We have had recent advice from our School Nurse, which will affect all children who have an inhaler kept at school.
Update on inhaler use: We have recently been informed that all spacers need replacing every six months to ensure they are working properly, when the children are using their inhalers at school. The old recommendation was annually(once a year). However, recent research has shown that this is not enough. After half term, we will be asking all parents to provide their child with a new spacer. It is important that we do this as we must in ensure that all children have the correct equipment needed at school in the event of an asthma attack. When using just an inhaler the children will mainly hit the back of their mouths and most of the medication will go into their stomach. The purpose of the spacer is to ensure as much as the medication gets into your child’s lungs as possible. So we need to ensure all spacers in school are working to their best ability in the event of an attack.
What is a spacer?
A spacer is a large plastic container with a mouthpiece and a hole for the aerosol inhaler.
Spacers in brief
- Spacers are large, empty devices (or tubes) that are usually made out of plastic. They help the children get the best from their asthma medicine if they use a metered dose inhaler (MDI).
- There are several different brands of spacer that fit different inhalers. They are all available on prescription, or you can buy them from a pharmacist.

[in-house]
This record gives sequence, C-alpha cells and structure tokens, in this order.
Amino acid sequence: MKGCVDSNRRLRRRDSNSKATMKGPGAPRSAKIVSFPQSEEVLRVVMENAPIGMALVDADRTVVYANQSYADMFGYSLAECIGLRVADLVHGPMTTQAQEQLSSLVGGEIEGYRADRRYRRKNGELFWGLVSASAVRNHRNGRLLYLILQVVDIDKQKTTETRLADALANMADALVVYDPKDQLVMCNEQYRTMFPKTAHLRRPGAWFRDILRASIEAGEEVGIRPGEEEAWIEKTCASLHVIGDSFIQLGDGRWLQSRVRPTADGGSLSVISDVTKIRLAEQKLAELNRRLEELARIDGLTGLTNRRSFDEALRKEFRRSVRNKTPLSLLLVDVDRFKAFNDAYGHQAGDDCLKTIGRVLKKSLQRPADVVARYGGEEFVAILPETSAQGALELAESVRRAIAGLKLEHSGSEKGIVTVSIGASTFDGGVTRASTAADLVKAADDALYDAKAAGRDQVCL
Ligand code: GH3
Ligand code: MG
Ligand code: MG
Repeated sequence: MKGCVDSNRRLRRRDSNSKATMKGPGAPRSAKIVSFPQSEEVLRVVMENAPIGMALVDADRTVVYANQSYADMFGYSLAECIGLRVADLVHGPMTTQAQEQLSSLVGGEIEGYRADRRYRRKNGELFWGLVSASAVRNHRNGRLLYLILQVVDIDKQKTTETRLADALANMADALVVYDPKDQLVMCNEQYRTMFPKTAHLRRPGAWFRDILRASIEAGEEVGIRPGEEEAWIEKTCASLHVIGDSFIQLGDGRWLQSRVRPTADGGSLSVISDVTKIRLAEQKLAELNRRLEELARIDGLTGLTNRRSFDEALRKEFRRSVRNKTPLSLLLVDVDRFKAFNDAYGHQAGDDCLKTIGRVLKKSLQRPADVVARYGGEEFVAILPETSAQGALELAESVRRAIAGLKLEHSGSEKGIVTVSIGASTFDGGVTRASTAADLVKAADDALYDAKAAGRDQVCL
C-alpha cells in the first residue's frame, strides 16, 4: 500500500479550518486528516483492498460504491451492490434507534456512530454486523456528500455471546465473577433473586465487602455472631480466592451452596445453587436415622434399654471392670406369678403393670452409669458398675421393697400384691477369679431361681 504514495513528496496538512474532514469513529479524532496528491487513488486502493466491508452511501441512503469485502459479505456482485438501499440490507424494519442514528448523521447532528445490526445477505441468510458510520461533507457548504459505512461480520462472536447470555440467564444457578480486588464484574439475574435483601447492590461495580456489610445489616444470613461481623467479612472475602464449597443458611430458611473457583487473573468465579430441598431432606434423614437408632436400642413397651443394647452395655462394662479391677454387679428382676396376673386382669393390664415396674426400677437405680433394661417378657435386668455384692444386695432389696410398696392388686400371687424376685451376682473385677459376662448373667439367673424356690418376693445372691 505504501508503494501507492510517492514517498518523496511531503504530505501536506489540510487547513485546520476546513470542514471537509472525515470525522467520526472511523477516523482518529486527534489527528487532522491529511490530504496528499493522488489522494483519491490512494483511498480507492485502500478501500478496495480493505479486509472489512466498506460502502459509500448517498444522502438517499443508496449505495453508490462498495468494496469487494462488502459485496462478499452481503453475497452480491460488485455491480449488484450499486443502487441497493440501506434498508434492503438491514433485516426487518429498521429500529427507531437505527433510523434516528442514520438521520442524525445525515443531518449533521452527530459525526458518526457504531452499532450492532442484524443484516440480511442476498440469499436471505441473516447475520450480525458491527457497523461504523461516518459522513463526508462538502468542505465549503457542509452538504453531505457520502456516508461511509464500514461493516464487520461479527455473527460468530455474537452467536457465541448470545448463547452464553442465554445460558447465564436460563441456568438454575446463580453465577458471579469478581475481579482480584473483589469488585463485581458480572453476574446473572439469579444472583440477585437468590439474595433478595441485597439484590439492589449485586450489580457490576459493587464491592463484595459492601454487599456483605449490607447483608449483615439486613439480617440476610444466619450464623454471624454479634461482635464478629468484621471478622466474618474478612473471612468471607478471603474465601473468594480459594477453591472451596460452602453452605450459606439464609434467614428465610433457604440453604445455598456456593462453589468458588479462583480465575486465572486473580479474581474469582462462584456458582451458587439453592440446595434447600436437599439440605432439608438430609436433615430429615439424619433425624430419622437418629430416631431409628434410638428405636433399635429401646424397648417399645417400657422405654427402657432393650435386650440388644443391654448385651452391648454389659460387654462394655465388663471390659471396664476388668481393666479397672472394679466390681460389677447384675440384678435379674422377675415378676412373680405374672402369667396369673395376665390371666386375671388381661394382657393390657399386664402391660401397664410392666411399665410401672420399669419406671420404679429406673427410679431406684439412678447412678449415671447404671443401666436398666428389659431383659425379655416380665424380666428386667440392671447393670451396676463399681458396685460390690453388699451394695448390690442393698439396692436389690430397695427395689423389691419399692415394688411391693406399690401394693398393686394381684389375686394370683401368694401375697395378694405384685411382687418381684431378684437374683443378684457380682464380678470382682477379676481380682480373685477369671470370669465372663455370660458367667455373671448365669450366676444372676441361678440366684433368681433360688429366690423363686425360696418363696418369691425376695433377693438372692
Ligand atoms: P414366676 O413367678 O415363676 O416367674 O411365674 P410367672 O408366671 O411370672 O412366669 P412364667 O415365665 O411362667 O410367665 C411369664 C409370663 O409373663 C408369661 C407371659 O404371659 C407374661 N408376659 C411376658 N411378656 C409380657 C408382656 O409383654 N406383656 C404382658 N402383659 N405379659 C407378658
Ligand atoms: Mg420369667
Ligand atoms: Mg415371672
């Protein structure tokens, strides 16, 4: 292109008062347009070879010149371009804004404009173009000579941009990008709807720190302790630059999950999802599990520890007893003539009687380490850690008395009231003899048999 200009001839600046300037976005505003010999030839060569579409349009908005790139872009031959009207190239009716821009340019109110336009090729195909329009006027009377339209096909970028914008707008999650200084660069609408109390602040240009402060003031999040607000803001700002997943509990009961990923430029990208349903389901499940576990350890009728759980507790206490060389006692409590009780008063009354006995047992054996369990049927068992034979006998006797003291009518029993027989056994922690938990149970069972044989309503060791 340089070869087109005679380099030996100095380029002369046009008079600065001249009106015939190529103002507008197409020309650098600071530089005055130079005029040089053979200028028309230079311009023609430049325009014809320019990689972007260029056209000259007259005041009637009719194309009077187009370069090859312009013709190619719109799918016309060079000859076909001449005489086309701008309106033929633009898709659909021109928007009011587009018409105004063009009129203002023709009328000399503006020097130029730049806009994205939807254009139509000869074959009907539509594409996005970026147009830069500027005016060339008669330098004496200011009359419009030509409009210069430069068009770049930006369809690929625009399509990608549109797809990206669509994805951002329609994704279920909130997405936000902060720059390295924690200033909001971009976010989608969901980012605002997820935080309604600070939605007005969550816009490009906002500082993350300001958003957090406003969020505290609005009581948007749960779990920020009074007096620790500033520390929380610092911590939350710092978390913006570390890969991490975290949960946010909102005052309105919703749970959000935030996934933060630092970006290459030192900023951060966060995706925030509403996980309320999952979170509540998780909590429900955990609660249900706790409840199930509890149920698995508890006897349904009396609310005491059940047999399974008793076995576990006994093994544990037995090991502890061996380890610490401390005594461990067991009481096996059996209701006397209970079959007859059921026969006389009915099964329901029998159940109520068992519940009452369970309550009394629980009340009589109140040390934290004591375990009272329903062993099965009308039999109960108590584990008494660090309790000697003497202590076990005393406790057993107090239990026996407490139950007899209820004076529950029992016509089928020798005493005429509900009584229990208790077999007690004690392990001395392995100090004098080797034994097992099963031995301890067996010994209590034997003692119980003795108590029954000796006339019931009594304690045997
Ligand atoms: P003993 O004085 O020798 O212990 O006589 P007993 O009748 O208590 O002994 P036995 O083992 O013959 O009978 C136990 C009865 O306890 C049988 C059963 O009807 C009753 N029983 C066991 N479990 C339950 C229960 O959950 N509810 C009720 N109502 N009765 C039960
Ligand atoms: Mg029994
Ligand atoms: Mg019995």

- If your child, uses a spacer, it’s easier to get the right amount of medicine straight to their lungs where it’s needed. This may mean you need to use less medicine overall. Using a spacer device can also reduce the risk of side effects from your medicine.
- Your GP, asthma nurse or pharmacist should show you how to support your child’s inhaler use and spacer properly so that every dose is effective.
- Spacers with facemasks can be used with babies or with younger children who find it hard to use an ordinary spacer with a mouthpiece.
How to support your child’s use at home
We have also been informed that the children’s spacers need cleaning regularly too.
Please watch the link below for support on how to wash these thoroughly and store the spacers safely!
The recommendation is to clean these at least once a month. In school, all spacers will be cleaned every six weeks or in the case of children using these more often every four weeks.
If you have any more questions, please do not hesitate to contact me or book an appointment to see our School Nurse who is present at school on a Monday Morning. You can also speak with your child’s Asthma Nurse or seek advice and support from Asthma UK on their website by clicking on the link below: